Landing a job almost always means going through the interview process. But, when it comes to technical positions, the process of landing your next role usually also includes the extra step of a technical interview.
Technical interviews are designed to evaluate your knowledge of tools and technologies of course. But they can be used to see even deeper - looking at your problem-solving skills, ability to learn, fit with the tech team, and more.
But don't let that intimidate you! We’ve gathered insights and tips from recruiters and from Tech Ladies Pro Members experienced with technical interviews, and we’re sharing them here so you can ace your next technical interview and get the offer you're hoping for.
Do Your Research
Your first step to getting ready for a technical interview is to find out as many details as possible about the company and the specific role you're applying for so you can be as prepared as possible beforehand.
Just like before other interviews, you should thoroughly review the company’s website and the job description, but now with a eye especially on the tech stack. You should also research the company's products or services via their site, social media, blogs, podcasts, etc. Other great sources of info can be the company's support documentation, knowledge base, and product update pages.
If possible, try out the company's products or services yourself. You can also do any free courses the company might offer for users as well as look through online forums and discussions about the products or services.
If you’ll have other interviews before the technical one, you can also ask then about the company’s tech stack and tools and even about the technical interview itself. While these interviewers might not be able to talk in depth about the technical aspects of the job or interview, they still might be able to give you some general insights that are useful or have someone else on the team follow up with you with more details. In any case, it shows you're really interested in the company and the role!
Know The Interview
Besides knowing the tech you’ll be tested on, you want to also familiarize yourself with the ways you might be asked.
Some general types of tasks or questions you can expect in technical interviews are:
- Coding or debugging in real time or as take-home projects, alone or in pair programming, using a whiteboard or online tools
- Experience-based asking about your own particular background and skills
- Technical focusing on, for example, your knowledge of certain programming languages, data structures, algorithms, design principles, etc
Samantha Elgelda, recruiter at Tech Ladies hiring partner Project Ronin, says their technical candidates usually first have a technical call with the hiring manager/lead that’s “more conversational, doing a deep dive into their background”. Then, for engineering roles, candidates are given a technical reasoning exercise and a code implementation exercise".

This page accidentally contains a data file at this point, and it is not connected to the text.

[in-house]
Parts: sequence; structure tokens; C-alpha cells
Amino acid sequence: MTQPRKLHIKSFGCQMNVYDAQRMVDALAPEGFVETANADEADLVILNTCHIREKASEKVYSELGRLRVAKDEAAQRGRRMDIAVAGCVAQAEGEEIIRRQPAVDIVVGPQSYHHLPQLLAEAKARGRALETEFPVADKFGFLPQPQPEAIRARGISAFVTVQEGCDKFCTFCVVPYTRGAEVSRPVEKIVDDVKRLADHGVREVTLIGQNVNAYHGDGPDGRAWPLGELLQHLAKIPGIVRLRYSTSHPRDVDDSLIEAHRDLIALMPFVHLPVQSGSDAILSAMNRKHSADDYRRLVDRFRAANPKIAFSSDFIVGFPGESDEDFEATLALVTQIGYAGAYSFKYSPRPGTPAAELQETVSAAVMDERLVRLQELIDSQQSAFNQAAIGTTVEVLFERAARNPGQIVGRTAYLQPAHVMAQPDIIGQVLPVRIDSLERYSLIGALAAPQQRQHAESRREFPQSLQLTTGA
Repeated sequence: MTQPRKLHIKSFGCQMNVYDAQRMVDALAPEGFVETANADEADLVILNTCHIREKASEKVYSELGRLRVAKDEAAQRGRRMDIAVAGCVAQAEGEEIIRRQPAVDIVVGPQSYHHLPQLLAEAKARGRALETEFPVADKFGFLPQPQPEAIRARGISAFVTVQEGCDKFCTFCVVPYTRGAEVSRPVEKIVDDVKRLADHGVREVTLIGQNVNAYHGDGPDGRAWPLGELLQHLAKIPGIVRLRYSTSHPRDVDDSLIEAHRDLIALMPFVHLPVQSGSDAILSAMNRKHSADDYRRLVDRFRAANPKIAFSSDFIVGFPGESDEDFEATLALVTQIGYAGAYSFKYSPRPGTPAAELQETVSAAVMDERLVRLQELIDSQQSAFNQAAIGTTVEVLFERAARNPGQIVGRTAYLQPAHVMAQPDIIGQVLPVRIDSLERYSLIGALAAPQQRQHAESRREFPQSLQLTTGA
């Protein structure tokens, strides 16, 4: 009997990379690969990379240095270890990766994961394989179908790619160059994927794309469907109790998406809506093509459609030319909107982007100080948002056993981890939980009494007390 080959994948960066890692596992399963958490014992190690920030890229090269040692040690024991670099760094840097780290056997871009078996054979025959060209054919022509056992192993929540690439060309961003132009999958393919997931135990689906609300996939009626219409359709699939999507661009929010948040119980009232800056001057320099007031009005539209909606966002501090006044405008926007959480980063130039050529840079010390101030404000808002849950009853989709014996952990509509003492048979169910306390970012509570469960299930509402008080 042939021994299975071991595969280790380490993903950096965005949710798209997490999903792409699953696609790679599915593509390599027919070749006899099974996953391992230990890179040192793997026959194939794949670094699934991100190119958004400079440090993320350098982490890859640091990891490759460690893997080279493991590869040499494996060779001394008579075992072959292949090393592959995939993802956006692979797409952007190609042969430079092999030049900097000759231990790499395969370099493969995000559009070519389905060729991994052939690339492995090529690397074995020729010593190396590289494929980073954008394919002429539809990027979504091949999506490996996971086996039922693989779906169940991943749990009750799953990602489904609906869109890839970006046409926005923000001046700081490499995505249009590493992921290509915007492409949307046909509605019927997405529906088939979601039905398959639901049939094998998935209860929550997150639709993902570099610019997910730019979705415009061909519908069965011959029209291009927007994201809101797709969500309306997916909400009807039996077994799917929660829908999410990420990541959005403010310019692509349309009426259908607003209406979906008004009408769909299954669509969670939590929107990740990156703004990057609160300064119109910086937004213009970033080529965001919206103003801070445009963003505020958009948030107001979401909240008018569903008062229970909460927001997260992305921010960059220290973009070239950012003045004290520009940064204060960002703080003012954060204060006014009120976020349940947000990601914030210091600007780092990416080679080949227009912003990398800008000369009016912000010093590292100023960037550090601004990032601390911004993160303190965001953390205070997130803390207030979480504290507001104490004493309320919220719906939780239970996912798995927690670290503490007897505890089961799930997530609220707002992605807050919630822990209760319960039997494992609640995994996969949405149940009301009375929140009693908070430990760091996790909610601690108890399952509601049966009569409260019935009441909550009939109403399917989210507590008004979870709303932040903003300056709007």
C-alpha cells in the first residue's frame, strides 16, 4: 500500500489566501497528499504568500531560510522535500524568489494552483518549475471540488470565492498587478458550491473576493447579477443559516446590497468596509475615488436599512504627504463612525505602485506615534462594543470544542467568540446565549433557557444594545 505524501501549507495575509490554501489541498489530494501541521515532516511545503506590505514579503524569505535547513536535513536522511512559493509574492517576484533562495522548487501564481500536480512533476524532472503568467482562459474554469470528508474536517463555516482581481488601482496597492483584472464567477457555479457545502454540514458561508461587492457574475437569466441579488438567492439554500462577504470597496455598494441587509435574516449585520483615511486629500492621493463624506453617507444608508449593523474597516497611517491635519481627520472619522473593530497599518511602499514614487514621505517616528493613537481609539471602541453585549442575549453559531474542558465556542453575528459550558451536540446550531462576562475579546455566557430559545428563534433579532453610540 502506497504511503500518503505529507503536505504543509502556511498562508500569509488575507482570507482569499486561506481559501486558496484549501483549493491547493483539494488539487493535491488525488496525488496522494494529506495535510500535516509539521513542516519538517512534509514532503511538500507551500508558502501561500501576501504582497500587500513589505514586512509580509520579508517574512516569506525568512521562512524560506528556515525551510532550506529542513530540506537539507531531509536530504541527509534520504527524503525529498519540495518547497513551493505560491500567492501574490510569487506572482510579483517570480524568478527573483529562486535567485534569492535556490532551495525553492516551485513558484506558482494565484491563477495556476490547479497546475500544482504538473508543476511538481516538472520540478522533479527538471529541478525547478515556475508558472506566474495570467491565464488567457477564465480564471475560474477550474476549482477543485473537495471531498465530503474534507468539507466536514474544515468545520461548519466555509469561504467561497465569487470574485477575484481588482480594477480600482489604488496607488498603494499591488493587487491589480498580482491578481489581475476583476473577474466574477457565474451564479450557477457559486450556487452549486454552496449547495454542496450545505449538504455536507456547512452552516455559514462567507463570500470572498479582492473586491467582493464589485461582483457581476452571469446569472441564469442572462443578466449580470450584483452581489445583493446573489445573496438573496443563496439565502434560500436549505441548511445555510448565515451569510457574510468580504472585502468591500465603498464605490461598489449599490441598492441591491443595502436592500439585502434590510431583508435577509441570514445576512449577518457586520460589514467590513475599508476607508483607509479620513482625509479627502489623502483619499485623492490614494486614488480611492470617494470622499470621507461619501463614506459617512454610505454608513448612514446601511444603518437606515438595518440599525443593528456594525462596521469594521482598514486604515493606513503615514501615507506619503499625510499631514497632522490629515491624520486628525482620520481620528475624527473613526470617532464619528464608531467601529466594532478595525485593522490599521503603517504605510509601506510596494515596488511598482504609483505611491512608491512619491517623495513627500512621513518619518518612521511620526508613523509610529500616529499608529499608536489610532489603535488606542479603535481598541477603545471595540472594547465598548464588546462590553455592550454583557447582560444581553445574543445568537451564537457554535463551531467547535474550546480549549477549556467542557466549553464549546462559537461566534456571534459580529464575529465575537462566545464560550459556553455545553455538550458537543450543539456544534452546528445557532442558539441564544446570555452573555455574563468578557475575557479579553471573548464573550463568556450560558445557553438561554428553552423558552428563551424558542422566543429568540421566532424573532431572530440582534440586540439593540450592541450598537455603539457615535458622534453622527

Tech Ladies Pro member and technical program manager Criss Rodriguez also mentions technical interviews where candidates are asked “about general technical concepts like: What is an API? What is happening in an HTTP request? What is NodeJS, and what is the difference with npm?” She says the focus of these questions is to be sure candidates “can explain the technical concept and that they are not just repeating the terminology but really can explain in their own words what is happening”.
Besides these experience-focused or concept-based questions, many technical interviews will test your actual skills in real-time, either online or in-person. Tech Ladies Pro member and senior full-stack software developer Alecia Vogel has also done take-home assignments as part of technical interviews.
Tech Ladies Pro member, software engineering manager, and hiring manager Jeanne Petrangelo says, “At my company we switched from live coding and timed coding exercises to at-your-leisure, take-home coding exercises followed up with an in-person review with people the candidate would be working with. It's been a success on multiple fronts. We get better insight into how people think and a better idea of the type of work product they'd produce. And the candidates overwhelmingly appreciate having a coding challenge that more closely mimics actual working conditions, plus getting to meet the team.”
Practice, Practice, Practice
Whether you have a specific interview coming up or you’re looking to strengthen your chances for technical roles in the future, you’ll benefit from doing exercises or projects like those you’ll see in technical interviews.
Samantha shares that Project Ronin offers prep guides to their candidates and recommends reviewing it before. For their technical calls, she encourages you to “review the job description and review the requirements and the bonus items. Think of solid examples of past work experience and have those in the back of your mind. At times, it can be difficult to think of these things on the spot.”